July 7 Curriculum

kthomasLearning Groups Curriculum

The Start of the Church: A Community committed to making a difference

July 7, 2019 (click here for PDF version)

 

Overarching theme:  Living a year in God’s presence through the practice of following Jesus.

 

Core PointThe beginning of the early church started with some very simple activity by the growing community.  The early church grew through the activity of people devoting themselves to teachings, fellowship, breaking of bread, and prayer. These four simple, yet galvanizing, practices helped the church to develop into a life changing organization.

Over the course of the next three weeks, we will be looking at this model of the early church. The week of July 14th, we will dialogue about the aspects of Teachings and Fellowship. The week of July 21st, we will dialogue about the aspects of Break Bread and Prayer. The final Sunday of July, we will wrap the concept up with focusing on being Called and Sent.

Start point: Acts is the second letter of a two letter series written by Luke. The first letter is the Gospel of Luke. Luke was a physician who traveled with the apostle Paul.  The date of the writing is believed to be around 62 A.D. when Paul was under house arrest, awaiting trial before Caesar. Many scholars assume Acts was written then because it does not record Paul’s defense, release, and further gospel preaching.  The themes in Acts center on the Holy Spirit empowering the believers to declare the Good News of Jesus the Christ to both the Jews and the Gentiles.  As they declared the Good News, people started to believe, resulting in the Christian church being established. Luke’s purpose for writing his Gospel (see Luke 1:3–4) applies to Acts as well: to give an “orderly” account of the early church after Christ’s resurrection. Dedicating the two-volume work to Theophilus, Luke wanted him to have “certainty” about what he had been taught.  Basically, Acts is the story of how the church was established and how it grew through the power of God’s Holy Spirit, with the story of Christ Jesus, and service of the disciples.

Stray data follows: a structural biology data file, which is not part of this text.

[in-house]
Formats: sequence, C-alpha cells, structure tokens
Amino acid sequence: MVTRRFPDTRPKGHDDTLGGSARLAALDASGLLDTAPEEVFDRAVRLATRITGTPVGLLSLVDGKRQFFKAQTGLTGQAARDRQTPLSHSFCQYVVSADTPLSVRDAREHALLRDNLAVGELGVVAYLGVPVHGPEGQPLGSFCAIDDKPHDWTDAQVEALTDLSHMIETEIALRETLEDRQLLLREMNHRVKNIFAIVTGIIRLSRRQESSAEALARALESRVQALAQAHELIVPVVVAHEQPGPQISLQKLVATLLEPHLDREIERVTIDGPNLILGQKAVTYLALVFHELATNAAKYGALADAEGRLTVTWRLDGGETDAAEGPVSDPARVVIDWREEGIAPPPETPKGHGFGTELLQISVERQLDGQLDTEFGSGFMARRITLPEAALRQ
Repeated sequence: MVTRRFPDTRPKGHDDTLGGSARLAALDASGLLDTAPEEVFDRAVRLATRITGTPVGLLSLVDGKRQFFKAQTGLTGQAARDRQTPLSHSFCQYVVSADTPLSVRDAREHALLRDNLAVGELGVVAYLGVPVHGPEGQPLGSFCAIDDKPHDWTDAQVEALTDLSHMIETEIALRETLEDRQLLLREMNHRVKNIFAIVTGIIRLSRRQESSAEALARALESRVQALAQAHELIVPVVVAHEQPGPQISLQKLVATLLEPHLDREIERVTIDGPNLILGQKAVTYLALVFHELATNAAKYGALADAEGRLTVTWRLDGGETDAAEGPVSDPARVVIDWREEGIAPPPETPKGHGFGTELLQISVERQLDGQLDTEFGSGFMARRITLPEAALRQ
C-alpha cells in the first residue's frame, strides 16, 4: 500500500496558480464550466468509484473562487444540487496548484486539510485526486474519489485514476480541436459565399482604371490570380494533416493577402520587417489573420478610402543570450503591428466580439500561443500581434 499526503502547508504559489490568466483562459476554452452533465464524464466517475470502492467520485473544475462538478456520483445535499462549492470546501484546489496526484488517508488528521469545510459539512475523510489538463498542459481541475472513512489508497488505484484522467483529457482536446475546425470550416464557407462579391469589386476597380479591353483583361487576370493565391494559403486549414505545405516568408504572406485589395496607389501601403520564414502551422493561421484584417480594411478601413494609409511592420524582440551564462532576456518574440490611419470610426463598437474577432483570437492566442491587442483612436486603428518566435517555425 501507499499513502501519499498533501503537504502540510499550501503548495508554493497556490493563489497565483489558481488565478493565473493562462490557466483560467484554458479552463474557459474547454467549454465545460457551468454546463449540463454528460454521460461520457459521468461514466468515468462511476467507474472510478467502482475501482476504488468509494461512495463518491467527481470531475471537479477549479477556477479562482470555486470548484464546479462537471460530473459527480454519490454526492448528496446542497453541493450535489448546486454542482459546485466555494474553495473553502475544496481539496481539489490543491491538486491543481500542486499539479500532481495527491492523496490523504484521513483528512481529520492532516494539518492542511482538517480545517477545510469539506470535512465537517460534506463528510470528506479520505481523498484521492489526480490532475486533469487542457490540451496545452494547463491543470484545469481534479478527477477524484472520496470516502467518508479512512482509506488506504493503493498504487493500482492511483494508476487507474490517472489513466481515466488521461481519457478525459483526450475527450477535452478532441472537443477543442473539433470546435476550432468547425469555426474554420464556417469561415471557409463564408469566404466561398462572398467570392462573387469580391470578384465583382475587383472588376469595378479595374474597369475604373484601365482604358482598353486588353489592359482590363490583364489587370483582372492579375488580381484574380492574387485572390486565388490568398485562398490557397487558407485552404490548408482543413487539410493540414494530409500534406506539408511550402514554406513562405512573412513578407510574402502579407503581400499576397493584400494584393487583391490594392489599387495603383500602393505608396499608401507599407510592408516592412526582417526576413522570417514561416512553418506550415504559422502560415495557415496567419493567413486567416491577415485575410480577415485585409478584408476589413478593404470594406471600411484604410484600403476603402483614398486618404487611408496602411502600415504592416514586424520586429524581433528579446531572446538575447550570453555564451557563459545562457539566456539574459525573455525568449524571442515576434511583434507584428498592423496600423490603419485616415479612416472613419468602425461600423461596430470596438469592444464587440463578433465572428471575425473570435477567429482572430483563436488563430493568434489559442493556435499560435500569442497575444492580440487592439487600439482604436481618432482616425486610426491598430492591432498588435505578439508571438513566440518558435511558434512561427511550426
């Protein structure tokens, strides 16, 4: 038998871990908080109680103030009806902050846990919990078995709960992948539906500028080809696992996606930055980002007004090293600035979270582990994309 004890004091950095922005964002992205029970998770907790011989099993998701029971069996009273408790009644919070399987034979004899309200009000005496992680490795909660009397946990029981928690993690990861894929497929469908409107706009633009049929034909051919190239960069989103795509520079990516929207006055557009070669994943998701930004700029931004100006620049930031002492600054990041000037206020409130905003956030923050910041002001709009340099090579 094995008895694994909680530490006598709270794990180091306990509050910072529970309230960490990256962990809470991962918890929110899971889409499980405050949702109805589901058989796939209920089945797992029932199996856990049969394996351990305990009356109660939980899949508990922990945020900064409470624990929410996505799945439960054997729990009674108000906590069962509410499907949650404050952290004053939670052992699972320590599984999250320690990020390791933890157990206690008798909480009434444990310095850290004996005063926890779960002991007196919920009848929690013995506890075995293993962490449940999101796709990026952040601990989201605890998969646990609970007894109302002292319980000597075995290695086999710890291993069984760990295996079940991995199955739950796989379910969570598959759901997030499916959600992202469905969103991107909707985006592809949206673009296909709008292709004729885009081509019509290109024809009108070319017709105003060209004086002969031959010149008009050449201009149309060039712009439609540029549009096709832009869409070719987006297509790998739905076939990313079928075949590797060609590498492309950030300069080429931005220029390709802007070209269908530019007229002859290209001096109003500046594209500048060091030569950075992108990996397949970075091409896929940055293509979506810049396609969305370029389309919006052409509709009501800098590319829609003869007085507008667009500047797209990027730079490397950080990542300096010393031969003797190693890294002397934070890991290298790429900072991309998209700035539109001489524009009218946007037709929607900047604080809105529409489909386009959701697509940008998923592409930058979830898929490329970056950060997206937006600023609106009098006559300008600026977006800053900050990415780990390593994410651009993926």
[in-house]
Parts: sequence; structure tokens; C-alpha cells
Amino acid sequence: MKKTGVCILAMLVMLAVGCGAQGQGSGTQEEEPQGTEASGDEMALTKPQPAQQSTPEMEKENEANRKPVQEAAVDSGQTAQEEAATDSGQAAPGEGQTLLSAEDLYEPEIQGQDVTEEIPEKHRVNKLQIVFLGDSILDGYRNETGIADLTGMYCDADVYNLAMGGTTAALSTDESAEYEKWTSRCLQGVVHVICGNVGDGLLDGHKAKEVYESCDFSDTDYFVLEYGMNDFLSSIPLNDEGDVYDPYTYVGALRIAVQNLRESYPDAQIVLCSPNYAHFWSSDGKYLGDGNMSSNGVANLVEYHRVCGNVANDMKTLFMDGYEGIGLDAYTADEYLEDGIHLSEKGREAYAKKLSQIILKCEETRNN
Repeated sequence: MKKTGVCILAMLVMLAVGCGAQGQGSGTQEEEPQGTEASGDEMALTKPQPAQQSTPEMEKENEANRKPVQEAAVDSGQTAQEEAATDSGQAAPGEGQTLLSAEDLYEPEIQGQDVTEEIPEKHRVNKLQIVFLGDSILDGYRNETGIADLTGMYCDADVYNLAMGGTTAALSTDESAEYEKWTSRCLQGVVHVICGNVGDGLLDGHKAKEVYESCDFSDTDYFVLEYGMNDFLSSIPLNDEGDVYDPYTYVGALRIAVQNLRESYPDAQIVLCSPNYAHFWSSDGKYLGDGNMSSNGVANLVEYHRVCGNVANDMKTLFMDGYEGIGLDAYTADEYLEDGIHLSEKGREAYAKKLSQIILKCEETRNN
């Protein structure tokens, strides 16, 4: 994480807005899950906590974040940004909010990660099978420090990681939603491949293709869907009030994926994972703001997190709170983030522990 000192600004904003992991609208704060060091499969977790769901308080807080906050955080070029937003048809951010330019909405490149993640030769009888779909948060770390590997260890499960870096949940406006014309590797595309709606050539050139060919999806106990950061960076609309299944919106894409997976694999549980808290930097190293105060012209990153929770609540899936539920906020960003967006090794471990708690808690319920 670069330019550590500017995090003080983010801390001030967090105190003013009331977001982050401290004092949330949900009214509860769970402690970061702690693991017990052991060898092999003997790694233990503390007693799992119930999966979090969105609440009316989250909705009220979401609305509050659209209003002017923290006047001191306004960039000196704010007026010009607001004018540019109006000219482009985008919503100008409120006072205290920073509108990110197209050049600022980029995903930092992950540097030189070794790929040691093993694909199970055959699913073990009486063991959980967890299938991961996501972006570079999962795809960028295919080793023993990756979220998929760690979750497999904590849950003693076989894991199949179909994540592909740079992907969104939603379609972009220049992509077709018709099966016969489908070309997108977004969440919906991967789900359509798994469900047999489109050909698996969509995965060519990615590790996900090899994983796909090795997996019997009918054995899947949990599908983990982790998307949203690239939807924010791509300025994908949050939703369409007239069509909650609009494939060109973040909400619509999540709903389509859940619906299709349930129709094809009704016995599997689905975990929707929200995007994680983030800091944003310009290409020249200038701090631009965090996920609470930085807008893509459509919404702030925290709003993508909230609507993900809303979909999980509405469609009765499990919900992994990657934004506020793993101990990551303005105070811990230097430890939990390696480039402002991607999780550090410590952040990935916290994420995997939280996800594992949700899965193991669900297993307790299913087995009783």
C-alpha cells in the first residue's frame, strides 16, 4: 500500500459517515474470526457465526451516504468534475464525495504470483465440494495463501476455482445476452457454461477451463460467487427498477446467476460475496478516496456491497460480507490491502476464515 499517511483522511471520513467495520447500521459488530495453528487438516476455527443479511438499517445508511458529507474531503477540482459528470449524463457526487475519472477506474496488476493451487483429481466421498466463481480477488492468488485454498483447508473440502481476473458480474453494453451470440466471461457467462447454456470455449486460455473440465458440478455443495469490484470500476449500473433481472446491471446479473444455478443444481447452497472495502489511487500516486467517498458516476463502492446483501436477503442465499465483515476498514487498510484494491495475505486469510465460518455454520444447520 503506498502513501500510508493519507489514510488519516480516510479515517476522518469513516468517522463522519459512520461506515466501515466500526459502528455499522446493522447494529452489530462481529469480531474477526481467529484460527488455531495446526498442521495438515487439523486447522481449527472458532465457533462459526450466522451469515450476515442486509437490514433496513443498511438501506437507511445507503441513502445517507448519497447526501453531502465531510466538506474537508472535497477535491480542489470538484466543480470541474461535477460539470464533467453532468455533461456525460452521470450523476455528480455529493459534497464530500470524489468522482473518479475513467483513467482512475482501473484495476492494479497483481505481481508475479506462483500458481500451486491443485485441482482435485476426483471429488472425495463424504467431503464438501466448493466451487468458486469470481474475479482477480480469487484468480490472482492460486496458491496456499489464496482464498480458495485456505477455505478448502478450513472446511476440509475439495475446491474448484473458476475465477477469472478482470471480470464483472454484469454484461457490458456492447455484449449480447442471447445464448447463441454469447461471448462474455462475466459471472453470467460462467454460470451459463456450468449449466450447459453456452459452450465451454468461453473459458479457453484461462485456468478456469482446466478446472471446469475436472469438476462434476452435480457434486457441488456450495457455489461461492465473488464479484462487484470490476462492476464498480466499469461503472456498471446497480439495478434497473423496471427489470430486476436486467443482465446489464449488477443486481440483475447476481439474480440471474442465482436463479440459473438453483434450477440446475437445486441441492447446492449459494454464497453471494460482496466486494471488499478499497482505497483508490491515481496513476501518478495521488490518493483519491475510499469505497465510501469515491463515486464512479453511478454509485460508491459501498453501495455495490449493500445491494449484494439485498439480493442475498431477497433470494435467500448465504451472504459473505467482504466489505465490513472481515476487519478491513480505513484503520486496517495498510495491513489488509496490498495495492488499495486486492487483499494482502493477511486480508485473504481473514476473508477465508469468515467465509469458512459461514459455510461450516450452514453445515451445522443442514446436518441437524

Reflect on this Scripture:

Acts 2:42-47 (NRSV)

42 They devoted themselves to the apostles’ teaching and fellowship, to the breaking of bread and the prayers. 43 Awe came upon everyone, because many wonders and signs were being done by the apostles. 44 All who believed were together and had all things in common; 45 they would sell their possessions and goods and distribute the proceeds to all, as any had need. 46 Day by day, as they spent much time together in the temple, they broke bread at home and ate their food with glad and generous hearts, 47 praising God and having the goodwill of all the people. And day by day the Lord added to their number those who were being saved.

 

Questions to Ponder:

What jumps out at you in the text?

What are the primary aspects of the early believer’s devotion?

What all do you think drew the people into the early Christian community?

How do you need to develop your devotion in light of this passage?

 

Commentary:

The early church grew by being supported by the move of God through the Holy Spirit.  The Holy Spirit gave strength to the disciples and believers to witness to the power of God in this world through Christ.  The Holy Spirit seemed to lead the community in unity of belief, practice, and activity.  Notice how the believers spent time together.  They spent time together practicing the four pillars of the church.  In a world that was government directed and ruled to the point of mass abuse, the Christian community learned an uplifting way to live with like-minded people committed to a belief in the Savior, Jesus the Christ. Did everyone believe the same thing all the time? No.  They did believe in the fundamental power of God through the life, death, and resurrection of Jesus the Christ.  The community became so close that they shared whatever was needed between each other.  Their practices were contrary to what was of the prevailing culture at the time. It is amazing how much more accepting we can be of someone the closer we associate with that person.  By the early church committing to a message, developing a close community, and centering on a point of unity, growth happened.  Even though the believers had their own jobs, they committed themselves to being active together, and growing in the knowledge and grace of God.

 

Questions to Ponder:

What do you see happening to the church today?

How are we like or different from the early church developed in Acts?

What do you think is holding the church back from growing?

The early church’s commitment to the four pillars led them to reach out in service.  How can you become more service-oriented this week?

In worship we broke bread with one another at the communion table.  How does the experience of communion help you grow in God’s grace?

 

Activity of for the life of a disciple:

1. Write on a piece of paper:

“Acts 2:42-47 (NRSV) 42 They devoted themselves to the apostles’ teaching and fellowship, to the breaking of bread and the prayers.”

Place it somewhere for you to read it every day.

2. Think on what you can do to practice the 4 aspects of the early church as a devotion to God